It is obvious that our model is better on the point that this uses a 3D sphere, which is the Earth’s geometry, and the effects of Earth curvature can be correctly taken into account. In our examples, we do not see a significant difference between the results in the 3D rectangular box and spherical shell geometry. If, however, we modeled a broader area or deeper processes, such as the deformation of subducted slabs that include the stagnation and the tear in the transition zone and the buckling at the CMq (e.g., Fukao et al., 2001; Loubet et al., 2009; Obayashi et al., 2009), the difference is expected to become more significant, and our model might give a better understanding of such phenomena.

Declarations

Acknowledgments

A part of this work was done, while P. J. T. was a visiting researcher of Earthquake Research Institute, the University of Tokyo. This work was supported by Grant-in-Aid for JSPS Fellows (21-8038) and for Scientific Research (19104011). The Generic Mapping Tools (Wessel and Smith, 1998) were used to draw figures in this study. For this study, we have used the computer systems of the Earthquake Information Center of the Earthquake Research Institute, the University of Tokyo. We thank Masanori Kameyama for his useful comments.

Authors’ Affiliations

(1)
Earthquake Research Institute, The University of Tokyo, Tokyo, Japan
(2)
Institute of Geophysics, NO H9.1, ETH Zurich, Zurich, Switzerland

References

  1. Billen, M. I. and G. Hirth, Newtonian versus non-Newtonian upper mantle viscosity: Implications for subduction initiation, Geophys. Res. Lett., 32, L19304, doi:10.1029/2005GL023457, 2005.View ArticleGoogle Scholar
  2. Billen, M. I., M. Gurnis, and M. Simons, Multiscale dynamics of the Tonga-Kermadec subduction zone, Geophys. J. Int., 153, 359–388, 2003.View ArticleGoogle Scholar
  3. Fukao, Y., S. Widiyantoro, and M. Obayashi, Stagnant slab in the upper and lower mantle transition region, Rev. Geophys., 39, 291–323, 2001.View ArticleGoogle Scholar
  4. Honda, S., A simple semi-dynamic model of the subduction zone: effects of a moving plate boundary on the small-scale convection under the island arc, Geophys. J. Int., 173, 1095–1105, 2008.View ArticleGoogle Scholar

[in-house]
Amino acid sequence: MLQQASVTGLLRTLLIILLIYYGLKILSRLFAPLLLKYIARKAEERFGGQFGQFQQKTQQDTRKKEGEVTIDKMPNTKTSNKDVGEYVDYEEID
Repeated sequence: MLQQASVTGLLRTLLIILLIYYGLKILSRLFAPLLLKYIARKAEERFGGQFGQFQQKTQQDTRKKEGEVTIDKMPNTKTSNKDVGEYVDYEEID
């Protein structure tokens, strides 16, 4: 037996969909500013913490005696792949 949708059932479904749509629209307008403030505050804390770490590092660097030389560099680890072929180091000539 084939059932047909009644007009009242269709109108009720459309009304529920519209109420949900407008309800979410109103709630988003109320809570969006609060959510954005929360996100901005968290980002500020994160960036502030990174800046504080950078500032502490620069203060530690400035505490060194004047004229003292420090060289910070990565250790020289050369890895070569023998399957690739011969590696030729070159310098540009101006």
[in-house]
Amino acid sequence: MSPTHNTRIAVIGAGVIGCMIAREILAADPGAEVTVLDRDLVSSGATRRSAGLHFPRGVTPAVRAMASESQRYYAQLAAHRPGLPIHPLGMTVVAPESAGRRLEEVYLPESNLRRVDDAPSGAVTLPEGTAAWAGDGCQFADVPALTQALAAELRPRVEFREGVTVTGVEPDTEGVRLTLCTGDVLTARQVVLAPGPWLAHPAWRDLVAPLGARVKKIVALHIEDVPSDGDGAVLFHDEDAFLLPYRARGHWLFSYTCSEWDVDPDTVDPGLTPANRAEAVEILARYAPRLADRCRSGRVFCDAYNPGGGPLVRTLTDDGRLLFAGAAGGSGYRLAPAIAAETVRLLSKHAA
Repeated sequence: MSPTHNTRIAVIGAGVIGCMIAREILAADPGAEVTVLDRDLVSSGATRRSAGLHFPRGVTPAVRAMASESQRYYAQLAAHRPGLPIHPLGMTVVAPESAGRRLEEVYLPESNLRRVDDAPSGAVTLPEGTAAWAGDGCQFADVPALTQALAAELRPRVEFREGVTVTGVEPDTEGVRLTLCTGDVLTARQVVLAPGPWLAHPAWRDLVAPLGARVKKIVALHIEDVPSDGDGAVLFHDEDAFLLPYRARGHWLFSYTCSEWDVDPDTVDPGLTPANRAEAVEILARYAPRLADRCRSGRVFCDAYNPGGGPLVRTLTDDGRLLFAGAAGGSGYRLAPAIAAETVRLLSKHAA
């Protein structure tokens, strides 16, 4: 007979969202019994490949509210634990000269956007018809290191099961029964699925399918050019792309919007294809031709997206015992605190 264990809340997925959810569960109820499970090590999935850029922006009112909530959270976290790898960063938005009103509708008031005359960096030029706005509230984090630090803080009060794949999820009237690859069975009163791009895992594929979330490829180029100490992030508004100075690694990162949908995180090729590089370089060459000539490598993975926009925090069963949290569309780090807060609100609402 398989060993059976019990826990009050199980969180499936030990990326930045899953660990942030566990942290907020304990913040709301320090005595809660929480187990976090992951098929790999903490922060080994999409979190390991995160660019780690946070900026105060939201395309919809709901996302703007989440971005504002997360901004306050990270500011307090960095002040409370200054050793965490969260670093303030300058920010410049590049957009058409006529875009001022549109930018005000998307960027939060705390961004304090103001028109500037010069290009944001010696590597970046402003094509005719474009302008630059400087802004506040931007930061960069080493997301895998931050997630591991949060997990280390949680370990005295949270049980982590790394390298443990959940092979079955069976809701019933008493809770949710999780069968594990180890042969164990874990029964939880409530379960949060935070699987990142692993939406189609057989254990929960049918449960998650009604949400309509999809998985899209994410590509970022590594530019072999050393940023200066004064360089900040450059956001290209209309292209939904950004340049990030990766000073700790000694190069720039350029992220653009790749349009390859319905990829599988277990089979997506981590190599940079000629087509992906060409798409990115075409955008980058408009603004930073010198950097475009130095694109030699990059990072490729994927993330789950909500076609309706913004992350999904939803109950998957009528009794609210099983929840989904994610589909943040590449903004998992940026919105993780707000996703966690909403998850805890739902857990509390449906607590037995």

5. Honda, S., Numerical simulations of mantle flow around slab edges, Earth Planet. Sci. Lett., 277, 112–122, 2009.View ArticleGoogle Scholar
  6. Kneller, E. A. and P. E. van Keken, Trench-parallel flow and seismic anisotropy in the Mariana and Andean subduction systems, Nature, 450, 1222–1226, 2007.View ArticleGoogle Scholar
  7. Kneller, E. A. and P. E. van Keken, Effect of three-dimensional slab geometry on deformation in the mantle wedge: Implications for shear wave anisotropy, Geochem. Geophys. Geosyst., 9, Q01003, doi:10.1029/2007GC001677, 2008.View ArticleGoogle Scholar
  8. Long, M. D. and P. G. Silver, The subduction zone flow field from seismic anisotropy: A global view, Science, 319, 315–318, 2008.View ArticleGoogle Scholar
  9. Loubet, N., N. M. Ribe, and Y. Gamblin, Deformation modes of subducted lithosphere at the core-mantle boundary: An experimental investigation, Geochem. Geophys. Geosyst., 10, Q10004, doi:10.1029/2009GC002492, 2009.View ArticleGoogle Scholar
  10. McKenzie, D. P., Speculations on the consequences and causes of plate motions, Geophys. J. R. Astron. Soc., 18, 1–32, 1969.View ArticleGoogle Scholar
  11. Morra, G., P. Chatelain, P. J. Tackley, and P. Koumoutsakos, Earth curvature effects on subduction morphology: Modeling subduction in a spherical setting, Acta Geotech., 4,95–105, 2009.View ArticleGoogle Scholar
  12. Nakajima, J., J. Shimizu, S. Hori, and A. Hasegawa, Shear-wave splitting beneath the southwestern Kurile arc and northeastern Japan arc: A new insight into mantle return flow, Geophys. Res. Lett., 33, L05305, doi:10.1029/2005GL025053, 2006.Google Scholar
  13. Obayashi, M., J. Yoshimitsu, and Y. Fukao, Tearing of stagnant slab, Science, 324, 1173–1175, 2009.View ArticleGoogle Scholar
  14. Schellart, W. P., J. Freeman, D. R. Stegman, L. Moresi, and D. May, Evolution and diversity of subduction zones controlled by slab width, Nature, 446, 308–311, 2007.View ArticleGoogle Scholar
  15. Tackley, P. J., Modeling compressible mantle convection with large viscosity contrasts in a three-dimensioal spherical shell using the yin-yang grid, Phys. Earth Planet. Inter., 171, 7–18, 2008.View ArticleGoogle Scholar
  16. Wessel, P. and W. H. F. Smith, New improved version of the Generic Mapping Tools released, Eos Trans. AGU, 79, 579, 1998.View ArticleGoogle Scholar
  17. Yamato, P., L. Husson, J. Braun, C. Loiselet, and C. Thieulot, Influence of surrounding plates on 3D subduction dynamics, Geophys. Res. Lett., 36, L07303, doi:10.1029/2008GL036942, 2009.View ArticleGoogle Scholar

Copyright

© The Society of Geomagnetism and Earth, Planetary and Space Sciences (SGEPSS); The Seismological Society of Japan; The Volcanological Society of Japan; The Geodetic Society of Japan; The Japanese Society for Planetary Sciences; TERRAPUB. 2010

Advertisement